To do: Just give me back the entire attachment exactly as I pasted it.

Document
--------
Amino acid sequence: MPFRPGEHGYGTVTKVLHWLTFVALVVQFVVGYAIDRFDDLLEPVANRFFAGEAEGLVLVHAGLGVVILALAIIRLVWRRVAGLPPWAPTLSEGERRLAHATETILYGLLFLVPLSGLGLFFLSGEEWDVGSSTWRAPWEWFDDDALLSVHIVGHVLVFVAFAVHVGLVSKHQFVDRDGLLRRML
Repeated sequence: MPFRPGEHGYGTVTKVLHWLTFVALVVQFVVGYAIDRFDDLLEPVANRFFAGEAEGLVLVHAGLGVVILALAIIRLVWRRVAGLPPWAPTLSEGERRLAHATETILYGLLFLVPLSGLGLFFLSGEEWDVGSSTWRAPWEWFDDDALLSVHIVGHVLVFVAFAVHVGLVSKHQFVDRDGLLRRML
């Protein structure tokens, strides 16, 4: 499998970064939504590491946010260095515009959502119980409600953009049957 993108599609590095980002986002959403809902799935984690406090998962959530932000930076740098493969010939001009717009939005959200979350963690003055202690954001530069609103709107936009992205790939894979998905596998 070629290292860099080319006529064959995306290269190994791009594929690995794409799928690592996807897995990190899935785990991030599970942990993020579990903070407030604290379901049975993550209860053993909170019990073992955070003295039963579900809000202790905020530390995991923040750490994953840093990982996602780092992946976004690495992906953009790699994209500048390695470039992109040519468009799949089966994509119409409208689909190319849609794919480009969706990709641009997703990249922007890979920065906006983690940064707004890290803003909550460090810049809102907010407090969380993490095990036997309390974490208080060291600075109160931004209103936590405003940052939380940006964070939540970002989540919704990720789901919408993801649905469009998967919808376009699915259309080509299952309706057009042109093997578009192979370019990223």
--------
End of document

Amino acid sequence: MPFRPGEHGYGTVTKVLHWLTFVALVVQFVVGYAIDRFDDLLEPVANRFFAGEAEGLVLVHAGLGVVILALAIIRLVWRRVAGLPPWAPTLSEGERRLAHATETILYGLLFLVPLSGLGLFFLSGEEWDVGSSTWRAPWEWFDDDALLSVHIVGHVLVFVAFAVHVGLVSKHQFVDRDGLLRRML
Repeated sequence: MPFRPGEHGYGTVTKVLHWLTFVALVVQFVVGYAIDRFDDLLEPVANRFFAGEAEGLVLVHAGLGVVILALAIIRLVWRRVAGLPPWAPTLSEGERRLAHATETILYGLLFLVPLSGLGLFFLSGEEWDVGSSTWRAPWEWFDDDALLSVHIVGHVLVFVAFAVHVGLVSKHQFVDRDGLLRRML
């Protein structure tokens, strides 16, 4: 499998970064939504590491946010260095515009959502119980409600953009049957 993108599609590095980002986002959403809902799935984690406090998962959530932000930076740098493969010939001009717009939005959200979350963690003055202690954001530069609103709107936009992205790939894979998905596998 070629290292860099080319006529064959995306290269190994791009594929690995794409799928690592996807897995990190899935785990991030599970942990993020579990903070407030604290379901049975993550209860053993909170019990073992955070003295039963579900809000202790905020530390995991923040750490994953840093990982996602780092992946976004690495992906953009790699994209500048390695470039992109040519468009799949089966994509119409409208689909190319849609794919480009969706990709641009997703990249922007890979920065906006983690940064707004890290803003909550460090810049809102907010407090969380993490095990036997309390974490208080060291600075109160931004209103936590405003940052939380940006964070939540970002989540919704990720789901919408993801649905469009998967919808376009699915259309080509299952309706057009042109093997578009192979370019990223």